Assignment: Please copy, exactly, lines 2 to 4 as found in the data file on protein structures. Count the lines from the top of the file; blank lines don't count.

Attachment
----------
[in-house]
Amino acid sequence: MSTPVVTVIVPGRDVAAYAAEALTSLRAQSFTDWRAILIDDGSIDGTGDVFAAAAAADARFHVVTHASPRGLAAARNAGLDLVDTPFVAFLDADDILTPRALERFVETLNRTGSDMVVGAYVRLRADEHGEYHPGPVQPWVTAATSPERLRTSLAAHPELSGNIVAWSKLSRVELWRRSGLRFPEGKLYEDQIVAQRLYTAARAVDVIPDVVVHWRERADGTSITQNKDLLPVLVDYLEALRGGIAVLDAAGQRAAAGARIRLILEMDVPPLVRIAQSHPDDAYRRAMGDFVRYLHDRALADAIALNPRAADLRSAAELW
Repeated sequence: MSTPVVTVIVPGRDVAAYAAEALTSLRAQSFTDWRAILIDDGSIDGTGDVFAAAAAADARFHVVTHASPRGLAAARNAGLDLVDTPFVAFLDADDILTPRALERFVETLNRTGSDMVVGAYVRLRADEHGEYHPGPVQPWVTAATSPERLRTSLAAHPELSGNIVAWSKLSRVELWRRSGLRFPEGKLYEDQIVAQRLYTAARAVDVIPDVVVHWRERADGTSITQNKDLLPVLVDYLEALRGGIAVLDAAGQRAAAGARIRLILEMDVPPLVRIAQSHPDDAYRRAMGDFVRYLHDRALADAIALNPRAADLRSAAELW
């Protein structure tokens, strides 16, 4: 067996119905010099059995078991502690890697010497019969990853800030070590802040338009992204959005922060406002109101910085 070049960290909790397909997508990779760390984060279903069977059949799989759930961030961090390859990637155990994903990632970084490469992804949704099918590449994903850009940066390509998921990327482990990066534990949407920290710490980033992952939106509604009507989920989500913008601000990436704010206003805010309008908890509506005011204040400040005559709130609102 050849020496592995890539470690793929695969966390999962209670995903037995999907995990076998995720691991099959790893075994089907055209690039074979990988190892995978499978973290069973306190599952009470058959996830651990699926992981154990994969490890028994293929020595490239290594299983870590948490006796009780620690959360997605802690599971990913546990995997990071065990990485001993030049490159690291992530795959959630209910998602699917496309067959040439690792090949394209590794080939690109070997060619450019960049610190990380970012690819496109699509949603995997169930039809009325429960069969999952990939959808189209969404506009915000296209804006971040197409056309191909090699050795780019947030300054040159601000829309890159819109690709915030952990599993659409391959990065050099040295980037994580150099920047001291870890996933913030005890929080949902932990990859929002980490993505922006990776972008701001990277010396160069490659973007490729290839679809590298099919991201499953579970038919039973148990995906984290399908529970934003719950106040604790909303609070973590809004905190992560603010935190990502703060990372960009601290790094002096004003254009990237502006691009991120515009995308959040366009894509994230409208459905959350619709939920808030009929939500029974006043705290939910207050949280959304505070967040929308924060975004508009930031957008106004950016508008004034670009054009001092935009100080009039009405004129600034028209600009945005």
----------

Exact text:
Amino acid sequence: MSTPVVTVIVPGRDVAAYAAEALTSLRAQSFTDWRAILIDDGSIDGTGDVFAAAAAADARFHVVTHASPRGLAAARNAGLDLVDTPFVAFLDADDILTPRALERFVETLNRTGSDMVVGAYVRLRADEHGEYHPGPVQPWVTAATSPERLRTSLAAHPELSGNIVAWSKLSRVELWRRSGLRFPEGKLYEDQIVAQRLYTAARAVDVIPDVVVHWRERADGTSITQNKDLLPVLVDYLEALRGGIAVLDAAGQRAAAGARIRLILEMDVPPLVRIAQSHPDDAYRRAMGDFVRYLHDRALADAIALNPRAADLRSAAELW
Repeated sequence: MSTPVVTVIVPGRDVAAYAAEALTSLRAQSFTDWRAILIDDGSIDGTGDVFAAAAAADARFHVVTHASPRGLAAARNAGLDLVDTPFVAFLDADDILTPRALERFVETLNRTGSDMVVGAYVRLRADEHGEYHPGPVQPWVTAATSPERLRTSLAAHPELSGNIVAWSKLSRVELWRRSGLRFPEGKLYEDQIVAQRLYTAARAVDVIPDVVVHWRERADGTSITQNKDLLPVLVDYLEALRGGIAVLDAAGQRAAAGARIRLILEMDVPPLVRIAQSHPDDAYRRAMGDFVRYLHDRALADAIALNPRAADLRSAAELW
């Protein structure tokens, strides 16, 4: 067996119905010099059995078991502690890697010497019969990853800030070590802040338009992204959005922060406002109101910085 070049960290909790397909997508990779760390984060279903069977059949799989759930961030961090390859990637155990994903990632970084490469992804949704099918590449994903850009940066390509998921990327482990990066534990949407920290710490980033992952939106509604009507989920989500913008601000990436704010206003805010309008908890509506005011204040400040005559709130609102 050849020496592995890539470690793929695969966390999962209670995903037995999907995990076998995720691991099959790893075994089907055209690039074979990988190892995978499978973290069973306190599952009470058959996830651990699926992981154990994969490890028994293929020595490239290594299983870590948490006796009780620690959360997605802690599971990913546990995997990071065990990485001993030049490159690291992530795959959630209910998602699917496309067959040439690792090949394209590794080939690109070997060619450019960049610190990380970012690819496109699509949603995997169930039809009325429960069969999952990939959808189209969404506009915000296209804006971040197409056309191909090699050795780019947030300054040159601000829309890159819109690709915030952990599993659409391959990065050099040295980037994580150099920047001291870890996933913030005890929080949902932990990859929002980490993505922006990776972008701001990277010396160069490659973007490729290839679809590298099919991201499953579970038919039973148990995906984290399908529970934003719950106040604790909303609070973590809004905190992560603010935190990502703060990372960009601290790094002096004003254009990237502006691009991120515009995308959040366009894509994230409208459905959350619709939920808030009929939500029974006043705290939910207050949280959304505070967040929308924060975004508009930031957008106004950016508008004034670009054009001092935009100080009039009405004129600034028209600009945005």